Because courts have not modernized as quickly as companies like Amazon, Tesla and Apple, Americans are becoming increasingly dissatisfied, but technological innovations may be able to help Americans access their due process, says Stephen Kane of FairClaims.

  • Centers Of Influence Are Key To Small Law Firm Rainmaking

    Frank Carone

    In a national survey of 378 small law firms, partners ranked client referrals as the most important means of business development. Yet studies reveal that while professional services providers obtain most new clients from existing client referrals, their best new clients — the ones providing the largest pool of investable assets — overwhelmingly come from “centers of influence,” says Frank Carone, an executive partner at Abrams Fensterman.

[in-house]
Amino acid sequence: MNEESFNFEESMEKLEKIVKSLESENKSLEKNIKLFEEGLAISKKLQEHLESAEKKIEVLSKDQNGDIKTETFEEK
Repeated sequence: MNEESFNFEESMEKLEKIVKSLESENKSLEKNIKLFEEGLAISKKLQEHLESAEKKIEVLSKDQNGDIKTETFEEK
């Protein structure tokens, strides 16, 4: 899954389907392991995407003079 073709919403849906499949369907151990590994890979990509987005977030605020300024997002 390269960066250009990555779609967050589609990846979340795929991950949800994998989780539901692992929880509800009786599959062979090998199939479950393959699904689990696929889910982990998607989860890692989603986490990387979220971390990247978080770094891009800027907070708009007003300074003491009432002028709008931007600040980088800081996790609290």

• FERC Ruling Smooths Path For Municipal Electric Systems

    Harvey Reiter

    Communities dissatisfied with their local utilities sometimes explore formation of their own municipally run electric systems, but usually face fierce resistance from the utilities they would displace. Municipalization can be a long road, but a recent ruling by the Federal Energy Regulatory Commission may make the process easier, says Harvey Reiter of Stinson Leonard Street LLP.

  • No Consensus On Conspiracy Theory Of Personal Jurisdiction

    Jack Figura

    Courts are divided — and the U.S. Supreme Court has yet to rule — on whether the conspiracy theory of personal jurisdiction is proper under due process requirements. But it is reasonable to expect that sooner or later the high court will narrow the permissible reach of this theory, says John P. “Jack” Figura of Norton Rose Fulbright.